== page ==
Most of us want privacy in our apps. We worry about them digging through our Facebook feeds, let alone something more personal like our email. But what’s possible when we take a leap of faith, and just hand it all over to a robot that’s smarter than us?
You get something like Tempo, an incredibly ambitious iPhone calendar app from SRI (who created Siri). Tempo isn’t just some skin for your Apple or Google Calendar. It’s more akin to a personal assistant built from AI that connects your appointments to the world of data lurking in your correspondence. Tempo digs through your email (Gmail, Exchange, iCloud, Yahoo, or IMAP) and combines this information with your calendar to create contextual appointments.
At first glance, Tempo’s daily appointment schedule is fairly typical. But click into any appointment and you’re greeted with a plethora of options. Say you have a phone meeting at 8 a.m. You don’t just get a notification to phone in for a conference call, you see that you’re calling to meet with your boss. The most recent emails they sent you are a button press away–Excel files, too. You can call in, complete with those pesky dial codes, with one touch. If you’re running late, just hit the “I’m late” button to send a quick notification. (Were you meeting at Starbucks instead, Tempo would attempt to guess which “Starbucks” was in your calendar and give you directions there.) In this regard, Tempo really is a personal assistant, with all of those seemingly human functions consolidated a tap away.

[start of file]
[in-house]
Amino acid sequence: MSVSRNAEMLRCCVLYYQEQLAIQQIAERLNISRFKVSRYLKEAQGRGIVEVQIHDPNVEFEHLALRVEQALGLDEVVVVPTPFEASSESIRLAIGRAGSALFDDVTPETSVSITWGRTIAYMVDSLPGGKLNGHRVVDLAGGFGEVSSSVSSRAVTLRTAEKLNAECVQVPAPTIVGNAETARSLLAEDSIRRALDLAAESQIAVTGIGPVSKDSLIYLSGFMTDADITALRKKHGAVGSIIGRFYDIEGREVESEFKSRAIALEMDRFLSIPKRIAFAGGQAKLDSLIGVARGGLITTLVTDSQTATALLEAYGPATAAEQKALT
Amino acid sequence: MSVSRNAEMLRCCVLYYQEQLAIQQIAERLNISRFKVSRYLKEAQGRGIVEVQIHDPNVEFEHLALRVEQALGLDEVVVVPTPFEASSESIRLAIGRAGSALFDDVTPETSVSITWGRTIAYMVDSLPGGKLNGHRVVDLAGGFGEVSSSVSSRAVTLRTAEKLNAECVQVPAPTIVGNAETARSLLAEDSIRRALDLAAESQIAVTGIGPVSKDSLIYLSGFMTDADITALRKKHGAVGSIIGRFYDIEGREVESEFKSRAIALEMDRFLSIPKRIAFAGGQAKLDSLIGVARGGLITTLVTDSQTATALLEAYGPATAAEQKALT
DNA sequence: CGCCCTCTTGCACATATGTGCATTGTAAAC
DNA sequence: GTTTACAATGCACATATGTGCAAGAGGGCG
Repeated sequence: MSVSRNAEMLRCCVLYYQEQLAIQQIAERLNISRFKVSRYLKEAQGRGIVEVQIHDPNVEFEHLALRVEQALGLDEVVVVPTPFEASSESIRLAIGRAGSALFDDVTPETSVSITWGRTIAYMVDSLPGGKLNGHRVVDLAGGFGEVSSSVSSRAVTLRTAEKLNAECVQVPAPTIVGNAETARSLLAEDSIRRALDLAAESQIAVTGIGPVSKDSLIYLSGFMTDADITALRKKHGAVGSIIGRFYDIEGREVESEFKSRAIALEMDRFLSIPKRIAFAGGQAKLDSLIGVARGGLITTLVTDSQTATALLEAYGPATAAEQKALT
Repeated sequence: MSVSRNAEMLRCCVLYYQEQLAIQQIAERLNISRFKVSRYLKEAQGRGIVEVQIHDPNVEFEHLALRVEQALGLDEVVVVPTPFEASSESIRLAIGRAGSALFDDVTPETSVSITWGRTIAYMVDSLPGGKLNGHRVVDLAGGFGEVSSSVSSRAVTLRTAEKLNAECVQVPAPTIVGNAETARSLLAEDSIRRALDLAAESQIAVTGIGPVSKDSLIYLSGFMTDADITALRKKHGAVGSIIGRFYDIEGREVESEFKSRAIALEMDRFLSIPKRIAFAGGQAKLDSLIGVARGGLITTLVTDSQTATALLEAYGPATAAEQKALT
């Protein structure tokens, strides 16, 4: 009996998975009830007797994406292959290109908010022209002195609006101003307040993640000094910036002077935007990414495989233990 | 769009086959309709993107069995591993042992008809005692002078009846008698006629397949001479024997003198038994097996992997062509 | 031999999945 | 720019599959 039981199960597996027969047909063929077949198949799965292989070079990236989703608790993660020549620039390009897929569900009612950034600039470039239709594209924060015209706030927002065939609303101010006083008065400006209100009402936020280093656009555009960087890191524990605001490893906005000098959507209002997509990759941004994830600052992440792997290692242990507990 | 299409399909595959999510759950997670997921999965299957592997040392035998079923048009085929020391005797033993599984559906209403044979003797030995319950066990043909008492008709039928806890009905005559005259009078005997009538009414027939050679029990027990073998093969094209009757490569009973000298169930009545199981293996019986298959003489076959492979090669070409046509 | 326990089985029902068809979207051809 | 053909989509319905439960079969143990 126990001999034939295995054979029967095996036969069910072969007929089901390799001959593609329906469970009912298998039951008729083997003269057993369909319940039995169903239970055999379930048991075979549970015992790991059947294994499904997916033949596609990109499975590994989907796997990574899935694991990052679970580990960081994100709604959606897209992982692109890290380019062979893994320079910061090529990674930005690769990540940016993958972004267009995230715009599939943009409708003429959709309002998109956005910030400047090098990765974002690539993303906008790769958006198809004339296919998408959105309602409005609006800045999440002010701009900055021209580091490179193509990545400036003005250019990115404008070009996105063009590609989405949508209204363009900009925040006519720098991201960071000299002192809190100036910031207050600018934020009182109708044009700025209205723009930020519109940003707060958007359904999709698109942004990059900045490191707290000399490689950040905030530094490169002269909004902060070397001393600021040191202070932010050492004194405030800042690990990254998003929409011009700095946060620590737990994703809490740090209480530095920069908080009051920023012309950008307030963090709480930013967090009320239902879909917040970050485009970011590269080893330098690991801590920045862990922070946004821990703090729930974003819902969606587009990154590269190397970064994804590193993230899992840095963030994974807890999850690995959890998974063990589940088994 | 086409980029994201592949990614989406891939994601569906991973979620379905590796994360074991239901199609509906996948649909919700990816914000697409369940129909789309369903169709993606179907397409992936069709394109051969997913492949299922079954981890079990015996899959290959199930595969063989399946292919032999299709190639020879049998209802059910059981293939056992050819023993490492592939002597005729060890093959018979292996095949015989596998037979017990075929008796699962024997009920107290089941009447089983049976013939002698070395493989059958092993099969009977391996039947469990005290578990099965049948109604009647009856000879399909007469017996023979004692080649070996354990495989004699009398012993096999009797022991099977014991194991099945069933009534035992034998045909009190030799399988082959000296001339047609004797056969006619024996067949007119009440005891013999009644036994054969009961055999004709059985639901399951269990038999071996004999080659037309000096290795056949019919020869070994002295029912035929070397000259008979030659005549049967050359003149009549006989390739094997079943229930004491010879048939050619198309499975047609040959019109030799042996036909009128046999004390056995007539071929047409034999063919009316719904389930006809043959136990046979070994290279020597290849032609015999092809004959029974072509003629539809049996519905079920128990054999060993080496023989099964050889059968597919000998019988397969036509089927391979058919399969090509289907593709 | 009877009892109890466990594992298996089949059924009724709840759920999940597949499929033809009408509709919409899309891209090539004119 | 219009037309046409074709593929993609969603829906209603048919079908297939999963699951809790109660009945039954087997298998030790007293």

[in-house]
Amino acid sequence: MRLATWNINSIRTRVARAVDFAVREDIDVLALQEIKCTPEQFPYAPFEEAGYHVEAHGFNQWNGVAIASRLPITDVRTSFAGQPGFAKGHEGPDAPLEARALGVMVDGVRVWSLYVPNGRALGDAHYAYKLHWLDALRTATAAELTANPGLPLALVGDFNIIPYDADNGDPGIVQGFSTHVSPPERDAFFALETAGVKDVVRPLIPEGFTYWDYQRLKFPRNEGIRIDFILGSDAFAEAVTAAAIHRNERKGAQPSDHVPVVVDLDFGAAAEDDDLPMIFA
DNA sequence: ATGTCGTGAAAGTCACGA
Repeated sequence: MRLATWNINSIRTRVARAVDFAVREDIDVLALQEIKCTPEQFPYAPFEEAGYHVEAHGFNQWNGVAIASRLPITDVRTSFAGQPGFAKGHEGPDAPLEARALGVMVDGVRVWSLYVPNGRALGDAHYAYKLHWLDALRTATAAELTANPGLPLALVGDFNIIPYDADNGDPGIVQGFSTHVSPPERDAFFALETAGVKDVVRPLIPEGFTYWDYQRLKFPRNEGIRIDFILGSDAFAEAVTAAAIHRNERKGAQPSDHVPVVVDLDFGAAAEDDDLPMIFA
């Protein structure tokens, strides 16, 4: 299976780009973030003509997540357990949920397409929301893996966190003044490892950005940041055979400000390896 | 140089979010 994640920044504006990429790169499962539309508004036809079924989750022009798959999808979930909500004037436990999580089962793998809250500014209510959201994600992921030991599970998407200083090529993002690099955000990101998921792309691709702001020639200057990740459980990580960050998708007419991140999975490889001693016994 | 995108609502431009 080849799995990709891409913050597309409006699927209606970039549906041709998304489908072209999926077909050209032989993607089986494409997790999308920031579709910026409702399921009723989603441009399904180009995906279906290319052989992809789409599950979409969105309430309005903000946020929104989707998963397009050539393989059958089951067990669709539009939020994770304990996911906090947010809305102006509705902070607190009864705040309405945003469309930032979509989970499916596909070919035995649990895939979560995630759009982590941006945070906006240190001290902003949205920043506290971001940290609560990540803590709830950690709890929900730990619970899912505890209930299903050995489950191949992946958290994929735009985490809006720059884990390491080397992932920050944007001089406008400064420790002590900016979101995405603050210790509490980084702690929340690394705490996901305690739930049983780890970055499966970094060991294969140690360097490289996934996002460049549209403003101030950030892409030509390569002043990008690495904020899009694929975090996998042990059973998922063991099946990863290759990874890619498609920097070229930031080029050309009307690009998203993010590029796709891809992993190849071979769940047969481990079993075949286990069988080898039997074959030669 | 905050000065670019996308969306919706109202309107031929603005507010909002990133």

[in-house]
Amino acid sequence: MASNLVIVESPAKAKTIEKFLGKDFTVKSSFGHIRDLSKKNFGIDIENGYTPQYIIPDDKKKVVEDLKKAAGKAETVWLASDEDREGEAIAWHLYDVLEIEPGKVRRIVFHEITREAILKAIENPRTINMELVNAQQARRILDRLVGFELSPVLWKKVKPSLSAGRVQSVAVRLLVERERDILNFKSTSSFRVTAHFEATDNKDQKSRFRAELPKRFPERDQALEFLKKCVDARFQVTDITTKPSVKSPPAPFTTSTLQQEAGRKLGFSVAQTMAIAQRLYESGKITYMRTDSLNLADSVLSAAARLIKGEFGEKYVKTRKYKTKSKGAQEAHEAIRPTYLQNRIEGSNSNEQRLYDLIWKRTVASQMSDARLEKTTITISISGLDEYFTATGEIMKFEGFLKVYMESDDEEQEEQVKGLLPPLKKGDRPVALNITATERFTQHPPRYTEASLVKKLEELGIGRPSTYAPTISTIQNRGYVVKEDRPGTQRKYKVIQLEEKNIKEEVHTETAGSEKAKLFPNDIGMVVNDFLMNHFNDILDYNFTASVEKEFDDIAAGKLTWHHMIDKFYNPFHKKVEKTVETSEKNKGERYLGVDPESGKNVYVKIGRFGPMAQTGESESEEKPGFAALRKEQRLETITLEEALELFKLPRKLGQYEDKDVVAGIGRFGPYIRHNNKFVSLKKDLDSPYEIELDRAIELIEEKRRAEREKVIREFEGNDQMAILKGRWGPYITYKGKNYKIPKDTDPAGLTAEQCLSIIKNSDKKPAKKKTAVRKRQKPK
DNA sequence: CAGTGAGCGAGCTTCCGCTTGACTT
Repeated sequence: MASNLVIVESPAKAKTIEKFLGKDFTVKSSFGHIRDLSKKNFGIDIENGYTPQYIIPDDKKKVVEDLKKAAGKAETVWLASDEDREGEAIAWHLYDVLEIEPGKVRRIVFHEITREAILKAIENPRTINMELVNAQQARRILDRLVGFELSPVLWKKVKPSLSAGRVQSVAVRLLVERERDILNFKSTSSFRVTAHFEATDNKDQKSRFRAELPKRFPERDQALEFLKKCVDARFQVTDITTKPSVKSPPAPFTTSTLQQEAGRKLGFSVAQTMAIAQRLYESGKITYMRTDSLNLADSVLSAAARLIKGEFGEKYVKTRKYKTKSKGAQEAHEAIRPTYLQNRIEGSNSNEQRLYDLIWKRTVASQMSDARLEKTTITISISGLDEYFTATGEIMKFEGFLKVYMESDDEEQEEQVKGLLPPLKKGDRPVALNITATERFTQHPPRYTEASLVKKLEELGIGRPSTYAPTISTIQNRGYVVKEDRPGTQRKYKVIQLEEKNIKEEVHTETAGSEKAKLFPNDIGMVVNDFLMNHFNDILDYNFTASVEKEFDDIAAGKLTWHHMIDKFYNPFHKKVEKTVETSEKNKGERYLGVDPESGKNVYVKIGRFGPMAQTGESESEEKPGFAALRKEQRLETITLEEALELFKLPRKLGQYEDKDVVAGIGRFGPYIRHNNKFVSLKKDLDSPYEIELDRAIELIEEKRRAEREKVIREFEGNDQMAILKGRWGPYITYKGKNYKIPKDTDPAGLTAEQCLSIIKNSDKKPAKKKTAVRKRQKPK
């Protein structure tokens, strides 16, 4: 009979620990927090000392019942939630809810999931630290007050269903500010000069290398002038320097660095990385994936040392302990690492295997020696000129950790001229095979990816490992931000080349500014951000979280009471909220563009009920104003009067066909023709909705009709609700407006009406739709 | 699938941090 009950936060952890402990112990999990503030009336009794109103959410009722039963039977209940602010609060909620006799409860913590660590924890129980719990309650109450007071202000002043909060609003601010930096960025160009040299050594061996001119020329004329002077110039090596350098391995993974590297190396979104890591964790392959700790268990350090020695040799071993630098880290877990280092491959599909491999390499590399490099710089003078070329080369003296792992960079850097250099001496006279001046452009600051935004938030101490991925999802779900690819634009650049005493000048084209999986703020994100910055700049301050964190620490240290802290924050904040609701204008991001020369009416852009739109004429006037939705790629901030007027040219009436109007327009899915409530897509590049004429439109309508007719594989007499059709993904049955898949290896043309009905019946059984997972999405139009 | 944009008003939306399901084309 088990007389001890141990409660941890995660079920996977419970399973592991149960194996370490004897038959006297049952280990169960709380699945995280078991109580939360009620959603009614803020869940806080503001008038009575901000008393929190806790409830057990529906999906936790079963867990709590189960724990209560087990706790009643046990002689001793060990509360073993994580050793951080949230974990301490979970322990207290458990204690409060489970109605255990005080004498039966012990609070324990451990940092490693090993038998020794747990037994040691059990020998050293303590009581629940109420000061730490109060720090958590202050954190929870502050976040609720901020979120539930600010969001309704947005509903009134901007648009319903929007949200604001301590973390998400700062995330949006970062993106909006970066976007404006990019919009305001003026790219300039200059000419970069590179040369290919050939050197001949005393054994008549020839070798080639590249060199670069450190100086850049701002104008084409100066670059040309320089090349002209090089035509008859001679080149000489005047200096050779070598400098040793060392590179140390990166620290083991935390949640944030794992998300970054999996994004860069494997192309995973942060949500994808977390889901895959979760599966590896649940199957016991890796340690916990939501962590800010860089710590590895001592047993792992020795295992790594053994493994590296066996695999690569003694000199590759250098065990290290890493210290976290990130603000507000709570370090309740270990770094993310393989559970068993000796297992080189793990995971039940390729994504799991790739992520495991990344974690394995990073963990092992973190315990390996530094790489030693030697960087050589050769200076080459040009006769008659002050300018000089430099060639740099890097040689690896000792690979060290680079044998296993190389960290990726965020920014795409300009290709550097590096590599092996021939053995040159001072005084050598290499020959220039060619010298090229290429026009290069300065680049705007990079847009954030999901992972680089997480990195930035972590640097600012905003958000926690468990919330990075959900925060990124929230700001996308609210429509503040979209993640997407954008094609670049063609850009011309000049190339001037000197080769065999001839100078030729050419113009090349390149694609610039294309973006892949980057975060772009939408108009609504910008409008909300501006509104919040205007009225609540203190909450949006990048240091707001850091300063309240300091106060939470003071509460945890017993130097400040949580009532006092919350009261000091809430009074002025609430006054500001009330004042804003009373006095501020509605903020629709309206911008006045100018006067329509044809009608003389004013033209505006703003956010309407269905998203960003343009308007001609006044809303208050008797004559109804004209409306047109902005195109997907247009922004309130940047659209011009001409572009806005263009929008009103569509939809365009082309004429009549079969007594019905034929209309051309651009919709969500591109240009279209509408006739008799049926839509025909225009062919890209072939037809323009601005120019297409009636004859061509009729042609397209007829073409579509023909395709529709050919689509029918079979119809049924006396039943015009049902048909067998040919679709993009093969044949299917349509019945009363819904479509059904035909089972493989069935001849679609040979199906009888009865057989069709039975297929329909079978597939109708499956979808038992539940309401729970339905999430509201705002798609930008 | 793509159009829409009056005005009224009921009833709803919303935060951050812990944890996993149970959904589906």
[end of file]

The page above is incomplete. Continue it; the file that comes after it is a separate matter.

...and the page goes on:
Well, that’s the pitch at least. So I tried it.
After installing the app and registering for the service, Tempo suggested that I close the app to let it finish analyzing my Gmail. It texted me–I want to say an hour later–when it was done. I pulled up my schedule for the day. Since I live in the buzzing urban environment of Chicago–or, as Tempo apparently sees it, the Midwest–I was greeted with a tractor. Beneath that odd image from Kansas, my schedule didn’t feel any different than life before the app. I was missing secondary data layers on most of my appointments, assumably because I’m a bit too cryptic in GCal. So Tempo mostly felt like just another calendar.
But you can sense the wheels spinning, at times. My most robust entry was a call with Summly‘s Nick D’Aloisio. I’d actually misspelled his last name. Tempo was smart enough to dig through my iPhone contacts to find two other Nicks and pull their phone numbers, should I want them, but not quite clever enough to search my Gmail contacts to pull correspondence from the one Nick I’d actually been speaking to as of late. Fixing the typo, Tempo ditched the two wrong Nicks–seemingly recognizing there was a real match out there now–but still came up empty when searching my email. And since it couldn’t find the right Nick, it would never be able to perform fancier tricks like putting files we might have shared into my calendar. (Note: Tempo later explained this problem is likely the result of their email AI being deactivated for user loads. It will be reactivated in the next few days.)
Maybe if I’d sent Nick (the right Nick) a formal, GCal meeting invite, all of these threads would have sewn together seamlessly. But the ultimate appeal of Tempo is specifically mitigating improper use, un-jumbling these moments in our schedule so that a few virtual sticky notes–one floating in email, another on our phone, another on Facebook–marry as one, magical data conglomerate that keeps us from digging through our horrifying inbox. When Tempo brings their email AI back onboard, we’ll know how well it really works, which I’m betting is pretty well. Even when Tempo fails, you can sense the wheels spinning. My guess is that the app actually has a lot of the information design right, but it’s simply ironing out the kinks of constantly indexing and cross-referencing the slew of emails we send each day.